The next step is to build or find a fire ring -the location for your fire. If you are car camping, your fire should always be located in an established fire ring. Most undeveloped campsites still have makeshift rings that were established long ago.
If you are backpacking, check to make sure backcountry fires are permitted since they frequently are not. If so, always try to find an existing fire ring left by a previous user. This ensures you will not further scar the landscape. Only build a new fire ring in an emergency situation and, if possible, be sure to completely dismantle it before leaving the campsite.
How to Start a Fire
Finally, we get to the big stuff: how to start a fire in a fire pit. There are various techniques depending on your tools, but let’s cover the basic methods.
How to Start a Fire With Wood and a Lighter
Starting a fire with wood and a lighter (or matches) is likely the easiest method you will find. There are two main structures for this type of fire:
- Teepee: Pile some tinder in the middle of your fire ring and arrange a teepee-like structure of kindling around that pile. As the fire grows stronger, add some larger wood
- Log cabin: Create another small kindling teepee in the middle of the ring as described previously. Then, place two pieces of larger firewood parallel to each other on either side of the teepee. Snag two more larger pieces and place perpendicular to those and on top of them (similar to Lincoln Logs we had as children!) Continue using smaller wood and build the “cabin” upward and inward before adding some tinder as the “roof”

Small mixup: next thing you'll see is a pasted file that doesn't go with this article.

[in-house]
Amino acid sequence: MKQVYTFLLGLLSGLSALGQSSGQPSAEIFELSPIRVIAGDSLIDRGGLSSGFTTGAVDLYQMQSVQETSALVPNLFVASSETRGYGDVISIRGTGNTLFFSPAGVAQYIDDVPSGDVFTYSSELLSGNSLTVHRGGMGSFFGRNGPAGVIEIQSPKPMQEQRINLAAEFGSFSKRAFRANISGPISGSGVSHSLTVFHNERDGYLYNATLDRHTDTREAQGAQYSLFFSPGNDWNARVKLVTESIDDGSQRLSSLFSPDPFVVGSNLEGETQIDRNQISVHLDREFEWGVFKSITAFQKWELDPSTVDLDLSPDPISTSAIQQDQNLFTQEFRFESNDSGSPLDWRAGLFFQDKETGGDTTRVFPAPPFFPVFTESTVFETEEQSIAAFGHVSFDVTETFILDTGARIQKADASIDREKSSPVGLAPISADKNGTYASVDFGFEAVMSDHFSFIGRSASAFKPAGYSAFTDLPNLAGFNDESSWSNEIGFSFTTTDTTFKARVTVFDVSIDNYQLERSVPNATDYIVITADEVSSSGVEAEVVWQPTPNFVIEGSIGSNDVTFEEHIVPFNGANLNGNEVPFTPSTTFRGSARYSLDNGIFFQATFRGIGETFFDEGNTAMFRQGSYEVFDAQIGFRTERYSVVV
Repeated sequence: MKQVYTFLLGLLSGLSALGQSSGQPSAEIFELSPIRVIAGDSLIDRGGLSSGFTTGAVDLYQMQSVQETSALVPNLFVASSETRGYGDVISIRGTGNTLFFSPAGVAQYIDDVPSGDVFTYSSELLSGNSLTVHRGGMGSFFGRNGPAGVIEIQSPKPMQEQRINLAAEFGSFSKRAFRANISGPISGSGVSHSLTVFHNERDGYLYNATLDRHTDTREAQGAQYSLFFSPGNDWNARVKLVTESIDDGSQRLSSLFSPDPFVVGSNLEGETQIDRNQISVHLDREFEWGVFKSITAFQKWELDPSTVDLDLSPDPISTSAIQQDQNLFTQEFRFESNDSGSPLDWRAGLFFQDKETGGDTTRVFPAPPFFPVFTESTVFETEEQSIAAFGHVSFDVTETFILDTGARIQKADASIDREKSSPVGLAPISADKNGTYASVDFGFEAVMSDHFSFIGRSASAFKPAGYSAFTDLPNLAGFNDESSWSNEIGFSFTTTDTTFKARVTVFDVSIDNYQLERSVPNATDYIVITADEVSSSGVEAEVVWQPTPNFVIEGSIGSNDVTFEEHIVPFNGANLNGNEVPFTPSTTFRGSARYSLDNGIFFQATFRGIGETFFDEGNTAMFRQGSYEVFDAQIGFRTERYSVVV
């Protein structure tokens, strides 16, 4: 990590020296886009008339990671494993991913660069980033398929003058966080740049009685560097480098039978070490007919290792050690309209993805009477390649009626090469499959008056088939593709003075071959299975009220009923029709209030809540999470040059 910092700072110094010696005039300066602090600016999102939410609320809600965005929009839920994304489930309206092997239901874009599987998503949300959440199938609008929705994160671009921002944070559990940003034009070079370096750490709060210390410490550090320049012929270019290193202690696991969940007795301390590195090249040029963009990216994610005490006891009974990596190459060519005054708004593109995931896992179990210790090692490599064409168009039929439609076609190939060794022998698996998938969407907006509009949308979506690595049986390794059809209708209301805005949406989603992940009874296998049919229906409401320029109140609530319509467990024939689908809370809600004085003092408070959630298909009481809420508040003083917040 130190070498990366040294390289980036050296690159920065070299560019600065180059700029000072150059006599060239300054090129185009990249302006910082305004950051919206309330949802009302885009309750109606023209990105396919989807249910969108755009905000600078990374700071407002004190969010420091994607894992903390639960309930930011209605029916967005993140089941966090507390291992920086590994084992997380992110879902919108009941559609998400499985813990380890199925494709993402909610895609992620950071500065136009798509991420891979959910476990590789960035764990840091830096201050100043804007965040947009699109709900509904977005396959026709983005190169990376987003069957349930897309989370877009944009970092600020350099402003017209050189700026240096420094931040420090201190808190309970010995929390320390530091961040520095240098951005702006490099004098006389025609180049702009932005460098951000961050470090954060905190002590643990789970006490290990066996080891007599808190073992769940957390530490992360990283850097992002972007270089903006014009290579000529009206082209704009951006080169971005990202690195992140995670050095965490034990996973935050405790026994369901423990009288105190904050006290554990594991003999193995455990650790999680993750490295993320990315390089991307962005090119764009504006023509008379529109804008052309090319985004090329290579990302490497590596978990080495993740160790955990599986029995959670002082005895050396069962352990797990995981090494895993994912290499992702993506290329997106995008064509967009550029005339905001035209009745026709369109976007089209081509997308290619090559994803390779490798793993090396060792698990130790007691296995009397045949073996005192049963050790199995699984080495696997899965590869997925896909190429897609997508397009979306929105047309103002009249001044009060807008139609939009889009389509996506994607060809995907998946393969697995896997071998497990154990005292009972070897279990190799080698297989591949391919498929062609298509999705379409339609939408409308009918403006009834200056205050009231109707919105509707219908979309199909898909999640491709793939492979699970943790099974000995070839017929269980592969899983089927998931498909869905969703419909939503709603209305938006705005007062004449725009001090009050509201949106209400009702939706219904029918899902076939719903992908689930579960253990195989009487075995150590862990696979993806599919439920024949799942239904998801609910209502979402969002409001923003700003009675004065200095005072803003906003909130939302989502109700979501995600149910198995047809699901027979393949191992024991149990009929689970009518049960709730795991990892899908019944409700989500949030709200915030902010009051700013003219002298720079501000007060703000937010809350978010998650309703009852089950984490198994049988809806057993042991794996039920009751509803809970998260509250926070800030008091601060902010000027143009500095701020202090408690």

Once the structure is built, use your lighter or matches to ignite the tinder. Lightly blow on the flame base to add oxygen and increase its burning powers.
How to Start a Fire With Wet Wood
No one wants to deal with a soggy camping trip but it happens! The trick to getting wet wood to light is generating enough heat that the larger pieces dry out. To do this, it’s imperative that you have completely dry tinder. Since dry tinder can be tough to locate, it’s a good idea to always carry some on you. Some popular options include dryer lint or cotton balls soaked in petroleum jelly (like Vaseline). Of course, dry newspaper always works well too.
Then, try to find some kindling that is remotely dry. If it’s raining, nothing is going to be completely dry but snag some kindling that’s resting under a tree bough rather than a bundle that is floating down a river. Use this kindling just like previously described with the tinder. As your tinder burns, keep adding more kindling to continually generate heat.